March’s Ekphrasis gathering began with Sørina H. leading a workshop on the proper use of commas. As several of the group’s regular members are currently working on long-form narrative fiction, Sørina has been offering some instruction on different English techniques. Several people brought in sample sentences from different works, punctuation removed. After the workshop, several people presented works. The group had been asked beforehand to bring works that could be presented in three minutes or less, rather than the much longer chapters from our respective novels that have marked many of the recent gatherings.

Jeff H. started us off with a page of cryptic notes that he didn’t remember writing (but which was clearly written by him). He found it in a folder on his computer, apparently.

I presented a short work of prose that I’ve been working on, and the group then had a lively discussion as they worked to interpret the meaning behind the piece. I listened to the discussion, but did not participate in it, which was a very interesting and fruitful experience.

Josh L., a frequent attendee but first-time presenter, brought in a series of his photographs. We talked about his composition style and shooting techniques.

Sharon G. unveiled an acrylic painting she’s been working on for several months, a still-life which pictured several different types of glass vessels.

Marian B. read us a short story she’d written called “Steph,” which was inspired in part by Steph H, another person present that evening. It was a funny story, which claimed to be full of inside jokes, but ended up being quite accessible to everyone who heard it.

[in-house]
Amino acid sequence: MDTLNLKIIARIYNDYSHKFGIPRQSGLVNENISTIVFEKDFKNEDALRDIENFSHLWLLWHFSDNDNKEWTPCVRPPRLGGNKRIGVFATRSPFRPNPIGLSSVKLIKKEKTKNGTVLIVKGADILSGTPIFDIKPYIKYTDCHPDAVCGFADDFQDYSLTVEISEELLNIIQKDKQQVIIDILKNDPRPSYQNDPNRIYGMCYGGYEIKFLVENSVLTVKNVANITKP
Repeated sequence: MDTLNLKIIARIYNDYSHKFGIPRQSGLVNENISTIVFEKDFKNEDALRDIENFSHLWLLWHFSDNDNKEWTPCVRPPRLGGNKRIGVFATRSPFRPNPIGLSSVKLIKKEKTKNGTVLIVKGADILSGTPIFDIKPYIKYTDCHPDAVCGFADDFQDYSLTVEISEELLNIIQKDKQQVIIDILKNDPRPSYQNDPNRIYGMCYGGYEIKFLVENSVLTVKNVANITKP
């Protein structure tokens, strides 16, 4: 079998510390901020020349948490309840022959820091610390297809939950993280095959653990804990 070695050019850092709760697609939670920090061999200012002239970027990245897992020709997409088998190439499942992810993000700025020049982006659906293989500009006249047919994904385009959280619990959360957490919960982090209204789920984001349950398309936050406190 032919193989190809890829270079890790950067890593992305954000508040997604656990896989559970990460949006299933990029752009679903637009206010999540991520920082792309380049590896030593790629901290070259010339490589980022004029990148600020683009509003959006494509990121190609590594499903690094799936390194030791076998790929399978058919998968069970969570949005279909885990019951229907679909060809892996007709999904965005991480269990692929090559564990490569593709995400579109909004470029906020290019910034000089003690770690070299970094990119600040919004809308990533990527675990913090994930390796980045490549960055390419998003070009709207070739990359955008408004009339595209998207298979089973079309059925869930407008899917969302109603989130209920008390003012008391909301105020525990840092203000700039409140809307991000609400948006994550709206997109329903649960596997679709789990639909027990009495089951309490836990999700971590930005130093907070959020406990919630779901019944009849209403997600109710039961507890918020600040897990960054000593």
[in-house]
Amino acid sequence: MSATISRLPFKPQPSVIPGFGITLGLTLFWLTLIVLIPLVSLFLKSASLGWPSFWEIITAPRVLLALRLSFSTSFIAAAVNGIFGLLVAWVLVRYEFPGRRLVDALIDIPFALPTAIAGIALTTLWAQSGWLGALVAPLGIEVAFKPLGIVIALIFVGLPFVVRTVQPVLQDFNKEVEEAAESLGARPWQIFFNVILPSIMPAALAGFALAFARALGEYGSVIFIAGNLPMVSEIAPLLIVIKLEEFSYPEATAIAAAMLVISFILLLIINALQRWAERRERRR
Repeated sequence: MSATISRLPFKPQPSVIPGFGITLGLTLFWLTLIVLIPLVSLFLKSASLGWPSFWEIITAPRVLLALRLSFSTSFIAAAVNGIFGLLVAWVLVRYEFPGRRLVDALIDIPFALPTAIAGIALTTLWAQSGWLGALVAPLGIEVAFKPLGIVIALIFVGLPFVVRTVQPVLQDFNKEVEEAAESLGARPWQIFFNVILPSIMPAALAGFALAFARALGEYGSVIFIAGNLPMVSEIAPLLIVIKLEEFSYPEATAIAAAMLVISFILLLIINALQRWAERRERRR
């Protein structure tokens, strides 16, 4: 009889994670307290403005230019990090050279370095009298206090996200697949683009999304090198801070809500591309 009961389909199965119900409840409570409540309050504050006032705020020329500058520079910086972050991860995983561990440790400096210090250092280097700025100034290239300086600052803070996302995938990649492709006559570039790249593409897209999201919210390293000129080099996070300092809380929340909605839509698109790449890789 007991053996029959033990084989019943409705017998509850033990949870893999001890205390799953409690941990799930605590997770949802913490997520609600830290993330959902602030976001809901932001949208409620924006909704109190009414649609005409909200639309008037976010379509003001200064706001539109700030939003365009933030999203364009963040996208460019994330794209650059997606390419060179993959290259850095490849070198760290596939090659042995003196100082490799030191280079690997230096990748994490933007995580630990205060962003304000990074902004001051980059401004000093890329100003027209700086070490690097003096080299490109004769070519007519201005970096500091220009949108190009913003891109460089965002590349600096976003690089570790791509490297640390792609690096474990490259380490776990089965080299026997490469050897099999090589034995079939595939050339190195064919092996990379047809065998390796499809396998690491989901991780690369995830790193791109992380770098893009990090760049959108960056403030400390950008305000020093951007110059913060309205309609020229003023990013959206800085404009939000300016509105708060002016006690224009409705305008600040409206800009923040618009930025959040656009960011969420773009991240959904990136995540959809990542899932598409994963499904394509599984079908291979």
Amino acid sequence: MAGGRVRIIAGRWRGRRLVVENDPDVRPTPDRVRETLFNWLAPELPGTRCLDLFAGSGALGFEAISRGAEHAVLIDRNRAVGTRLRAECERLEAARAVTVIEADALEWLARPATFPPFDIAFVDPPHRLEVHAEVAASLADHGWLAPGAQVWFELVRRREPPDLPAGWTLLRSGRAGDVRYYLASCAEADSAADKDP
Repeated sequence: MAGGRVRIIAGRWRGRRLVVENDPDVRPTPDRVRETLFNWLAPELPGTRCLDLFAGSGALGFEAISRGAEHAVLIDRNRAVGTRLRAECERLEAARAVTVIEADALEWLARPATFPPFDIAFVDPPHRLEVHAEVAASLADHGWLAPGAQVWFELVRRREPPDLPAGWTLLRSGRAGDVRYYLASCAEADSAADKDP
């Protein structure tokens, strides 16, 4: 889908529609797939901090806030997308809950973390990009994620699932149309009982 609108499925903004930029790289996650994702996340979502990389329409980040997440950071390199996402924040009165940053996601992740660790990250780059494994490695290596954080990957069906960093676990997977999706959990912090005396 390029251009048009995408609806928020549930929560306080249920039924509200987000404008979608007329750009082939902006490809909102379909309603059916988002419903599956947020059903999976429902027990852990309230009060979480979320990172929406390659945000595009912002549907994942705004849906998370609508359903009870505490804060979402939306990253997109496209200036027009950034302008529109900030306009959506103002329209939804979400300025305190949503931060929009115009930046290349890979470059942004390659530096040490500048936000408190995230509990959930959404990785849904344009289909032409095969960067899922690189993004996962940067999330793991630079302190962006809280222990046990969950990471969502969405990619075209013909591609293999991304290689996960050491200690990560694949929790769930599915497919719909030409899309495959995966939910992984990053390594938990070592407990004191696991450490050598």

Betsy G. finished the non-musical presentations for the day with a poem called “The Battle of the Galloping Sausage,” a rousing epic about a food-fight.

The group then moved into the room with the better piano, and the musical performances commenced. Betsy and I have been working (in a very languid manner, I grant) on a duet performance of the song “My Eyes” from Dr. Horrible’s Sing-Along Blog, which we presented to the rest of the Ekphrasians. I sang the part of Billy and Betsy sang Penny’s part, and I accompanied on the piano. We’d planned to perform the song with microphones, but it seemed that only one microphone was present in the building. We decided to muddle on anyhow, and sing it without any amplification. This proved to be a mistake. Our execution on that first attempt might have been the best we’d ever performed (extra impressive since we hadn’t sung together since the middle of January), but heartbreakingly, the audience could not hear our beautiful voices.

We decided to try again, and attempt to share the microphone. I moved the bench over so that Betsy could sit next to me and hold the microphone. What followed was not exactly terrible, but did include several false starts and two abortive restarts of the final verse.

Finally, I performed a song I’d written, accompanying myself. The song was a reprise of a longer song from an album I’ve been working on. I hope to make a rough recording of it this week and upload it here, so that all of you gentle readers can enjoy it.

After that, people trickled out slowly. The remaining attendees had an impromptu sing-along party, performing songs from Les Miserables, Frozen, Once More With Feeling and several other works, until the night eventually wound down to a close. Overall, it was a very good meeting.